At GDC 2014, Bethesda’s Joel Burgess took to the stage to share insights into the iterative approach used by Bethesda’s level design team plan, implement, test and polish massive amounts of content. …
At the tail end of The Elder Scrolls V: Skyrim's development, Bethesda Game Studios was already hard at work on Fallout 4, even without knowing the specs of the hardware the game would release on. Microsoft and Sony communicated closely with Bethesda about the plans for the Xbox One and PlayStation 4, but Bethesda didn't want to rush ahead and make Fallout 4 a launch title, a break in tradition as The Elder Scrolls: Morrowind and Oblivion were both launch window titles.
Bethesda instead viewed a longer development time frame – one that allowed the team to properly gather data before starting development on the new hardware. When I visited Bethesda Game Studios last month, Todd Howard and other key members from the development team walked me through Fallout 4's creation. Early on in our talks, Howard smiled at me and said, "The first thing we did was port Skyrim to Xbox One." After a brief pause, he quickly blurted out, "Don't get your hopes up yet."
This was strictly an exercise that allowed the team to understand the new hardware faster. Although Howard implied there's a chance of Skyrim coming to Xbox One with his "yet," I was led to believe there wasn't anything brewing at the moment.
Regardless, as we count the days until Fallout 4's release next Tuesday, we can dream about the idea of Skyrim, one of the previous gen's most beloved games, coming to new-gen hardware.
For this month's issue, we got the awesome opportunity to visit Bethesda Game Studios and find out how it tackled making the highly anticipated and secretive Fallout 4. The entire Making of Fallout 4 article is available now for Game Informer Digital subscribers, and will be released on Game Informer's website this Friday.
Some Valve staffers believe the company’s short-lived paid mod initiative was a good idea launched in the wrong place at the wrong time, & they seem open to trying again — with a different game. …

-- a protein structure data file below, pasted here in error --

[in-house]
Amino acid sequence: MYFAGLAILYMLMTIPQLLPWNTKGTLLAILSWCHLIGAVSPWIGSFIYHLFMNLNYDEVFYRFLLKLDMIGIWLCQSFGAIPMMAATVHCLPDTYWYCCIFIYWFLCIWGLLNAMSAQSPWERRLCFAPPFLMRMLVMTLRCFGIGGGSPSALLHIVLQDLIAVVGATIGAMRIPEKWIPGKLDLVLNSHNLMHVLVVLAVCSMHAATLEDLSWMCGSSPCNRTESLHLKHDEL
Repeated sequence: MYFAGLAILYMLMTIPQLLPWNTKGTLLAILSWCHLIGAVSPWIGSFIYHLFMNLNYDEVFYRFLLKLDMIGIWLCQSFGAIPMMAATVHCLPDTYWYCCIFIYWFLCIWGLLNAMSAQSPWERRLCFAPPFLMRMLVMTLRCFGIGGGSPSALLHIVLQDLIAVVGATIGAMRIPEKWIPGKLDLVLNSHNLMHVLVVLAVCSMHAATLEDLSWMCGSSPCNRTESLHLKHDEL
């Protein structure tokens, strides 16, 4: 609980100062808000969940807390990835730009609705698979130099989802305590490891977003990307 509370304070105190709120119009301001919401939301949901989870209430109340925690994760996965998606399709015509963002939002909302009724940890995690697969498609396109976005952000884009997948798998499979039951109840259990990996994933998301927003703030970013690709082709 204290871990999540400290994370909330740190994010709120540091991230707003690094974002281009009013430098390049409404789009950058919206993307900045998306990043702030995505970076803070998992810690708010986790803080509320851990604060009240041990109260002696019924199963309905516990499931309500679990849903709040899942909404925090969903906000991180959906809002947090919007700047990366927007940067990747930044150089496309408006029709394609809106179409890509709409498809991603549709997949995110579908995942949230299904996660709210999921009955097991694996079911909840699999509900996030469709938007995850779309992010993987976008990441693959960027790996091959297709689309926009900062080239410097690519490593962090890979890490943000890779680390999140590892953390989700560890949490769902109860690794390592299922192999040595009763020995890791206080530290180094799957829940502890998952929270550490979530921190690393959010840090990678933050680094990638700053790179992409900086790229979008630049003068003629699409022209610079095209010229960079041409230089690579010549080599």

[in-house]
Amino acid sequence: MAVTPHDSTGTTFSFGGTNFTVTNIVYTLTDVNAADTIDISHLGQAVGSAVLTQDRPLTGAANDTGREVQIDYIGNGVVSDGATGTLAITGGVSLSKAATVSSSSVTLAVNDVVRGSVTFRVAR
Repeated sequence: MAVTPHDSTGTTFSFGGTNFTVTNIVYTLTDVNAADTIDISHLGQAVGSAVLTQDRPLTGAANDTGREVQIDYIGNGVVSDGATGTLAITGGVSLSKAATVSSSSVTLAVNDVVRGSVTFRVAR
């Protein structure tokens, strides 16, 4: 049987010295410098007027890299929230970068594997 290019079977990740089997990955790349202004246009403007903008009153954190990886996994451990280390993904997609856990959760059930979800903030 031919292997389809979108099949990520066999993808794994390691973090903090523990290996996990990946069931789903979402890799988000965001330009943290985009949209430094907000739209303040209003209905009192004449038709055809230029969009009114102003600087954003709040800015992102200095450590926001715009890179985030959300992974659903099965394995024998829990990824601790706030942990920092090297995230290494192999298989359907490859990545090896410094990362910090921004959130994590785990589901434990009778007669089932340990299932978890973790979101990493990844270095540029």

Valve has (at least temporarily) removed all paid Skyrim mods from Steam in conjunction with Bethesda and will issue refunds to anyone who purchased a Skyrim mod. …
Bethesda Softworks has published a lengthy explanation of why it agreed to let Skyrim be the guinea pig for the (aborted) launch of Valve’s premium mod storefronts. …
Update: Bethesda has updated its blog to state that it will no longer support paid mods in Skyrim.
Hot on the heels of Valve's announcement that it is abandoning its paid-mod initiative, Bethesda has amended its blog post with a straightforward update:
"After discussion with Valve, and listening to our community, paid mods are being removed from Steam Workshop. Even though we had the best intentions, the feedback has been clear – this is not a feature you want. Your support means everything to us, and we hear you."
Original Story: Last week, Valve announced
a new update to Steam Workshop that allows mod creators to charge money for
their content, starting with Bethesda's open-world RPG, Skyrim. The news was
met with criticism by some gamers, leading Valve's Gabe Newell to hold an impromptu
AMA on Reddit to answer questions and concerns. Today Bethesda has written
up its own explanation of why it has chosen to participate in the program.
The post on Bethesda's
blog explains that its participation in paid mods comes from a desire to
expand modding and support those making the content, and that it won't be